Is it Safe to Warm Human Milk? How Warm Does it Need to Be Before Mixing in Gelmix?

Properly stored human milk maintains many of its unique qualities and continues to be a preferred alternative when freshly expressed milk is not an option. Warming stored breast milk to body temperature is accepted and even encouraged for some neonatal digestive systems, however most experts agree that to preserve the unique bioactive attributes of human milk, ideally it should not be warmed more than 104°F (40°C). In cases where mother’s own milk is not available, donor human milk is often heat treated over 140°F to make it safe for consumption.

Heat treatment of human milk has been studied largely due to the necessity to pasteurize donor human milk. While macronutrient value of human milk is not significantly affected, high heat does impact bioactive properties of breast milk. Despite the impact pasteurization has on some of the bioactive properties of donor milk, it is still considered an acceptable and even preferred alternative when mother’s own milk is not available. Warming to 110-120°F has less of an impact on the bioactive properties than pasteurization, and most of the beneficial properties of human milk are still present even after warming up to 120°F.

In order for Gelmix Infant Thickener to effectively thicken, the milk needs to be at least lukewarm, between 100-104°F. While Gelmix does thicken freshly expressed milk at body temperature, various factors, like the temperature of the room and time it takes to express, can result in a cooler liquid when mixed. If thickening is recommended to reduce spit-ups, the milk does not need to be fully thickened before swallowing, and Gelmix will still be effective when mixed with freshly expressed milk.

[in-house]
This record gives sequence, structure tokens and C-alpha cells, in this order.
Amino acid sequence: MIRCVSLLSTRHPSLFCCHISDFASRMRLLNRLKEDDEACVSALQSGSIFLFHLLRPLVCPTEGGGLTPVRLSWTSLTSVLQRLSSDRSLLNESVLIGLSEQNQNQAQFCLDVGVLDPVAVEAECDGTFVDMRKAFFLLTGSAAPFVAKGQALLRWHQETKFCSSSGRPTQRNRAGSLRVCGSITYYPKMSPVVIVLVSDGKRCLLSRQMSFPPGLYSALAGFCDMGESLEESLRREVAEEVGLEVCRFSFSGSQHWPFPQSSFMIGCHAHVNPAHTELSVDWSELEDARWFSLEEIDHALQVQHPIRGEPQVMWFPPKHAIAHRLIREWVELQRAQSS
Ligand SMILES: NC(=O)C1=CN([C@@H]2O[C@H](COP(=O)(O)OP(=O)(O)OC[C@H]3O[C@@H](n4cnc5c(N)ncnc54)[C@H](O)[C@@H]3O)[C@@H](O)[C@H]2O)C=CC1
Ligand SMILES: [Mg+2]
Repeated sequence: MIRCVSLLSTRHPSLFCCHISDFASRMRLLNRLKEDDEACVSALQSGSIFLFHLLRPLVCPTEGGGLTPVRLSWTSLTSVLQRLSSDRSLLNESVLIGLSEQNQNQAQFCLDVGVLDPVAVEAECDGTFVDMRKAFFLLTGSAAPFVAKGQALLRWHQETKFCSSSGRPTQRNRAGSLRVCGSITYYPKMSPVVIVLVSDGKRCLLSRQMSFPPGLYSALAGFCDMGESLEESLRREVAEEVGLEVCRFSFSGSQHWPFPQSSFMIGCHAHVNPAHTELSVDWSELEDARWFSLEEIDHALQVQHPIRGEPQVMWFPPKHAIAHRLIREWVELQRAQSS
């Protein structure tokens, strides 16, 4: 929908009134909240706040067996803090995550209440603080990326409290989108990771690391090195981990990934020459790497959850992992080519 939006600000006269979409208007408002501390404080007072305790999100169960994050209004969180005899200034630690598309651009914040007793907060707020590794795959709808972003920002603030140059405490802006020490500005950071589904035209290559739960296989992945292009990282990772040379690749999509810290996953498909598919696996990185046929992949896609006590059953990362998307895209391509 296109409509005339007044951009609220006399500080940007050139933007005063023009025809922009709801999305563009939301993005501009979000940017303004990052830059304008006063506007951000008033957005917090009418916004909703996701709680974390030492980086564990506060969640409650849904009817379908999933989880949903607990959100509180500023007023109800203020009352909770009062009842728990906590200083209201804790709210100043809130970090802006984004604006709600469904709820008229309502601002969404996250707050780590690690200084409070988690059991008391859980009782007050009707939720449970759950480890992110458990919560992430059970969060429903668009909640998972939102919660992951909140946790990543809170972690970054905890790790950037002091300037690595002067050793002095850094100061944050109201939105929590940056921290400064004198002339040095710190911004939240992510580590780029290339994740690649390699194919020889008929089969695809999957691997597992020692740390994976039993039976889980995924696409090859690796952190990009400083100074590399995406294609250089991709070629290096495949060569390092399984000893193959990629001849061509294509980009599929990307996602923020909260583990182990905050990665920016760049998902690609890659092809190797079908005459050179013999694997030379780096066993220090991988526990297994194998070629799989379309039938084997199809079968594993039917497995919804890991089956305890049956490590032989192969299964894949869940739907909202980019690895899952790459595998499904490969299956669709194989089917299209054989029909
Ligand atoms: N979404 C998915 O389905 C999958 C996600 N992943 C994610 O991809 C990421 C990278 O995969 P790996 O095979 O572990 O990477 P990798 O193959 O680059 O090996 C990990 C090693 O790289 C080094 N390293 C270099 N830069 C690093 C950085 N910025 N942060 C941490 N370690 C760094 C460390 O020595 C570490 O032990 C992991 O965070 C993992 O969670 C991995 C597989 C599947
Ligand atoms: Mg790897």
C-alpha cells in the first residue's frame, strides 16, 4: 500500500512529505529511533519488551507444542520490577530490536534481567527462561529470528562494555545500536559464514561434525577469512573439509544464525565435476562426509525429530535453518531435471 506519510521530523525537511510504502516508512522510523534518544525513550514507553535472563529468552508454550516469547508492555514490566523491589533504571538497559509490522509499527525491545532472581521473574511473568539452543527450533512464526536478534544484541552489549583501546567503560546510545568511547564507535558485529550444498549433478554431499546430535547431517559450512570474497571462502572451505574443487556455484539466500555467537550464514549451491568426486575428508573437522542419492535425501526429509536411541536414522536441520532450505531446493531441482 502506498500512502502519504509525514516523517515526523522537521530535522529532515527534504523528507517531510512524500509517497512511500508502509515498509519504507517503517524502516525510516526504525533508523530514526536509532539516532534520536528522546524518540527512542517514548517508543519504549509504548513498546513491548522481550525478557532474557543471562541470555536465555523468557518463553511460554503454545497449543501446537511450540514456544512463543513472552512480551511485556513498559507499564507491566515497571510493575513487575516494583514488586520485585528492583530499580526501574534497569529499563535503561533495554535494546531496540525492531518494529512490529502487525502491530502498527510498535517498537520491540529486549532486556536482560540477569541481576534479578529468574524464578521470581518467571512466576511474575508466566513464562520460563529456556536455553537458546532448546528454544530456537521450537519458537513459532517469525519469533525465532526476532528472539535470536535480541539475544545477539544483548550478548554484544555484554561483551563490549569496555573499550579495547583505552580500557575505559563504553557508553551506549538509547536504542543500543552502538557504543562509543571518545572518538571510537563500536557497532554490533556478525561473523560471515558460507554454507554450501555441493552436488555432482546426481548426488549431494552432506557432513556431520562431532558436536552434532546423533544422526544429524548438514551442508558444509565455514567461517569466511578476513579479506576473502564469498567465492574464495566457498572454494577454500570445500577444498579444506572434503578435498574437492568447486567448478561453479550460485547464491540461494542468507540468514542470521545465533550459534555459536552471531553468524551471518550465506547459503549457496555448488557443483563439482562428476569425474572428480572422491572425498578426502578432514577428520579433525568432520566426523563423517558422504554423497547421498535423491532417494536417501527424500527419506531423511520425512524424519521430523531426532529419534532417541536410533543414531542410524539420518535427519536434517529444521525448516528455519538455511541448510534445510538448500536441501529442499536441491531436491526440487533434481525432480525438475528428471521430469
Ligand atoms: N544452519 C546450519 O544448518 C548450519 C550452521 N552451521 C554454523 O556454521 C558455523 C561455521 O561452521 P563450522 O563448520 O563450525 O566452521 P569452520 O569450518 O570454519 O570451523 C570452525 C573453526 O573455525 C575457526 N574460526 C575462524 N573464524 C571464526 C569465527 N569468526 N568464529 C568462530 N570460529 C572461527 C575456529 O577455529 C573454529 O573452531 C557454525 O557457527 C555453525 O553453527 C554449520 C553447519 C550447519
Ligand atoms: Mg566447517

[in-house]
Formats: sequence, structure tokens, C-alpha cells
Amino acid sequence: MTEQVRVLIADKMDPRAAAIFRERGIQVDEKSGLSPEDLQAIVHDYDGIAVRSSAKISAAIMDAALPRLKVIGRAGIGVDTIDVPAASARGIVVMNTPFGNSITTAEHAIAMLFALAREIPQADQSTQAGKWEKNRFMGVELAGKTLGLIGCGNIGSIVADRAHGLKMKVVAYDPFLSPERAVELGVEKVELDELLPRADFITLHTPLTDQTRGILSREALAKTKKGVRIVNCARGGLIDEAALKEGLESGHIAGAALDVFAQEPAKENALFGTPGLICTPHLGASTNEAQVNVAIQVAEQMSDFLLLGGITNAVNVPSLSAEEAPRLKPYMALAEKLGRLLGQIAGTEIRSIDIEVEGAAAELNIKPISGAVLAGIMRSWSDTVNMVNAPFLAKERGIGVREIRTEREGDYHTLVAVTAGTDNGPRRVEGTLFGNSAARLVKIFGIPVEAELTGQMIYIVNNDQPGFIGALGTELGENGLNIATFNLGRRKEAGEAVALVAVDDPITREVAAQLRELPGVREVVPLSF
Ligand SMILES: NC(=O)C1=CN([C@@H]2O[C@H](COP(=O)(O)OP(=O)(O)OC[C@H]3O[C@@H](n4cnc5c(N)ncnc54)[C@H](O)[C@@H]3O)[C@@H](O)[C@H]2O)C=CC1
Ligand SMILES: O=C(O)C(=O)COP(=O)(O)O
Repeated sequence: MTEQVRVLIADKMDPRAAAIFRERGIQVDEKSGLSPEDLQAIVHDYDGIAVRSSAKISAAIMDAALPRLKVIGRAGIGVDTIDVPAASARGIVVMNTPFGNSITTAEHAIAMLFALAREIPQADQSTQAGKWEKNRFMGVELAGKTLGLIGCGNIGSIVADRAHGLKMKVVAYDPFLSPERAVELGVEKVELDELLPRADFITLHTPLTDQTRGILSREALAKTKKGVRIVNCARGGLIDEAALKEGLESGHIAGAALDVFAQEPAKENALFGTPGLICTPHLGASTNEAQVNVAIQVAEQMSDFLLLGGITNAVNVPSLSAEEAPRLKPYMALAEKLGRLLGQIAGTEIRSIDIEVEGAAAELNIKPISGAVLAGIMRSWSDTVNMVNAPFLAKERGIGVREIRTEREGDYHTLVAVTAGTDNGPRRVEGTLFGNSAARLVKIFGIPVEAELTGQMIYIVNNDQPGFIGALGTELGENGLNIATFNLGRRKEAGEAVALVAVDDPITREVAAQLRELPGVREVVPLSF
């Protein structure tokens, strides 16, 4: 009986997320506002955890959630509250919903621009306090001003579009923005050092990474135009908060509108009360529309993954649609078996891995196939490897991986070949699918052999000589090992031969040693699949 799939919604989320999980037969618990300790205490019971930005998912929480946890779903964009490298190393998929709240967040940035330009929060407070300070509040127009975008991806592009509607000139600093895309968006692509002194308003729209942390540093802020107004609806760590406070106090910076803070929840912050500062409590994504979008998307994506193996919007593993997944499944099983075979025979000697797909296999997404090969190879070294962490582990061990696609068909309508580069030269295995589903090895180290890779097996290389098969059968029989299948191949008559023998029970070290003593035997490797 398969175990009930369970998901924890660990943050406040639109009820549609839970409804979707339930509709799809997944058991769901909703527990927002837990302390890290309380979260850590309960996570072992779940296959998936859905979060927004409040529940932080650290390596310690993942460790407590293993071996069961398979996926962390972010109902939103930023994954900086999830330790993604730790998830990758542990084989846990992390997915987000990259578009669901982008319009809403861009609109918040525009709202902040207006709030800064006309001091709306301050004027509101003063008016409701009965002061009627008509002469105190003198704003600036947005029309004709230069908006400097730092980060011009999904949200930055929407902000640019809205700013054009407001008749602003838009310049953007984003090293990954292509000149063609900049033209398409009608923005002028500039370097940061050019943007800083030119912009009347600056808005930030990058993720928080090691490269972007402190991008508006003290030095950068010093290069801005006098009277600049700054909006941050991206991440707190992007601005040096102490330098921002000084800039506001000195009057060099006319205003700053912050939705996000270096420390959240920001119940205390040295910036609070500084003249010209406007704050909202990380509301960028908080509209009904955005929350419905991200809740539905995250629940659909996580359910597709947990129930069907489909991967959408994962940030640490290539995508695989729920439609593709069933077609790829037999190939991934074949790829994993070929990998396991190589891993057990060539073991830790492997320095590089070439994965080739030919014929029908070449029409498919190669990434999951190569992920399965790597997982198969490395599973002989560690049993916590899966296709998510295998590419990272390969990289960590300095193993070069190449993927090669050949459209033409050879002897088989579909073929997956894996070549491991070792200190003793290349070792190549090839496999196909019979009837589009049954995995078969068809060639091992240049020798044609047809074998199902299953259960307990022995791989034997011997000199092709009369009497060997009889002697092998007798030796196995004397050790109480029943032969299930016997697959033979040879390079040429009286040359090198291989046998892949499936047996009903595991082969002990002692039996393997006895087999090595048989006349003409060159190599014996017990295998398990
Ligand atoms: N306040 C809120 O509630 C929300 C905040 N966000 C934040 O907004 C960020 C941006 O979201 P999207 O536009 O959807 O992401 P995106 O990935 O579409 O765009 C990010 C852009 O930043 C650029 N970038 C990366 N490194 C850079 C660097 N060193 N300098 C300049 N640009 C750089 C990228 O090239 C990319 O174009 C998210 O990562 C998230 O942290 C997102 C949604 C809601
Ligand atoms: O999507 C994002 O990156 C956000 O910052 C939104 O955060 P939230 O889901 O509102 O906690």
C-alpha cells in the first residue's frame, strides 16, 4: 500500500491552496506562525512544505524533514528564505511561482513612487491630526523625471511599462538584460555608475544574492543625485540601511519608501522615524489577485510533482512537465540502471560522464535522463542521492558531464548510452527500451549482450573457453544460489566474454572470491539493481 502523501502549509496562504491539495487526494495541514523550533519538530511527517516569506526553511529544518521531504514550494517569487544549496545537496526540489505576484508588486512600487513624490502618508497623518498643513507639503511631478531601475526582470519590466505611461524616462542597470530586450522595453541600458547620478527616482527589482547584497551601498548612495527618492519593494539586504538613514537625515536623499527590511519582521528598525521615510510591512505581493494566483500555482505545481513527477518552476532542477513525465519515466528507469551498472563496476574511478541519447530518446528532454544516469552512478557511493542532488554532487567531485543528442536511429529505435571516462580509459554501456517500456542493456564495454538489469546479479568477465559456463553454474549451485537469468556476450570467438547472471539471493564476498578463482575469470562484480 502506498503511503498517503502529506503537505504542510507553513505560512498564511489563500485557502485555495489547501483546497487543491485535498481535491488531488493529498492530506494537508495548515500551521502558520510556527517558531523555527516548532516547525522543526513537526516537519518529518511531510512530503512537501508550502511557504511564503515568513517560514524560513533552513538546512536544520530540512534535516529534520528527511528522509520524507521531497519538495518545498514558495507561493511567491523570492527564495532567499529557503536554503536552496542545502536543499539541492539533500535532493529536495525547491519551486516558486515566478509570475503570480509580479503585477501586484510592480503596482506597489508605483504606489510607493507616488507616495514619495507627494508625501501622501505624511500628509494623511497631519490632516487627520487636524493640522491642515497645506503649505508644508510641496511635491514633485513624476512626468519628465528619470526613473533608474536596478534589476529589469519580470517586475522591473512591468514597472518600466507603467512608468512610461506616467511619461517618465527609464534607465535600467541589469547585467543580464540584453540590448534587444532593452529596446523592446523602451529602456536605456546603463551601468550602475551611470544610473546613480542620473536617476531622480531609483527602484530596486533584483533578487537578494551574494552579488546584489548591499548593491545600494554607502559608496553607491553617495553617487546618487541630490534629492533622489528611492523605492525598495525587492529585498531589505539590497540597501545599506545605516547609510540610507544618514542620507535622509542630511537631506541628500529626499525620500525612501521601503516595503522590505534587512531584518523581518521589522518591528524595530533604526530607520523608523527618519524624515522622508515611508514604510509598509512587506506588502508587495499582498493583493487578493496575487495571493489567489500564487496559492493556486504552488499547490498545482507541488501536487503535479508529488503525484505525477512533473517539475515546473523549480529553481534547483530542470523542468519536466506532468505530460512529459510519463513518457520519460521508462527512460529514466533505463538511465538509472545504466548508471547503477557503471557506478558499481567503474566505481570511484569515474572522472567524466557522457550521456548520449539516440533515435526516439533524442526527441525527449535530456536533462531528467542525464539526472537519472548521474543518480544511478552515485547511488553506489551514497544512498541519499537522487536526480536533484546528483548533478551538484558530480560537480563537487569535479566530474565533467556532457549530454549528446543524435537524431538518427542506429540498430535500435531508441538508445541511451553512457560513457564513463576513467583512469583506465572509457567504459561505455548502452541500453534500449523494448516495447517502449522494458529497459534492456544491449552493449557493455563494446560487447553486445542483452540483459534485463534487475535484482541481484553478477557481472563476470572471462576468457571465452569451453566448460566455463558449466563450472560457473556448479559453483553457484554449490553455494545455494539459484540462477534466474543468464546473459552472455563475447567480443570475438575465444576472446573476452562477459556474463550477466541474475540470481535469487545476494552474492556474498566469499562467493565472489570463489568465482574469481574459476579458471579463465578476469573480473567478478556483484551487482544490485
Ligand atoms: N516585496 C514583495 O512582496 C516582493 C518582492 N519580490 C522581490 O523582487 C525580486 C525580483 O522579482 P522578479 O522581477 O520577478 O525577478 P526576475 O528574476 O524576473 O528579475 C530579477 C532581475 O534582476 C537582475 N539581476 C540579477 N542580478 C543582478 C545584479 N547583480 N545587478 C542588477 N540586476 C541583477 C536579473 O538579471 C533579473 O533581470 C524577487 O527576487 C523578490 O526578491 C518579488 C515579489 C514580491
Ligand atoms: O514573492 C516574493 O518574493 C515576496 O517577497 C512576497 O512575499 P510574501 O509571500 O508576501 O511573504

However, if thickening is recommended as a diet modification for an infant with dysphagia, the milk needs to be thickened BEFORE swallowing. Using freshly expressed milk may be too cool, and it is critical that the milk be properly warmed before mixing in Gelmix to achieve desired thickness. Gelmix thickens liquids BEST between 100-110°F. Mixing at this temperature achieves a thicker consistency and requires less product to thicken up than if 90-95°F temperature liquid were used. 

The IDDSI flow test is a practical measure of flow rate with internationally accepted categorization. Due to the impact temperature can have on flow rates, we recommend utilizing this simple tool to confirm the recommended flow is being achieved before serving in these critical settings.

References:

Bransburg-Zabary, S., Virozub, A., & Mimouni, F. B. (2015). Human milk warming temperatures using a simulation of currently available storage and warming methods. PLoS One, 10(6), e0128806.

Lawrence, R. M. (2022). Host-resistance factors and immunologic significance of human milk. In Breastfeeding (pp. 145-192). Elsevier.

Meng, F., Uniacke-Lowe, T., Ryan, A. C., & Kelly, A. L. (2021). The composition and physico-chemical properties of human milk: A review. Trends in Food Science & Technology, 112, 608-621.

Ng, V., Bogaardt, H., Tzannes, G., Collins, S., & Docking, K. (2021). Thickened Formulas Used for Infants with Dysphagia: Influence of Time and Temperature. Dysphagia, 1-10.

Quigley, M., Embleton, N. D., & McGuire, W. (2019). Formula versus donor breast milk for feeding preterm or low birth weight infants. Cochrane Database of systematic reviews, (7). 

Uygur, O., Yalaz, M., Can, N., Koroglu, O. A., & Kultursay, N. (2019). Preterm infants may better tolerate feeds at temperatures closer to freshly expressed breast milk: A randomized controlled trial. Breastfeeding Medicine, 14(3), 154-158.

Updated 10/05/2022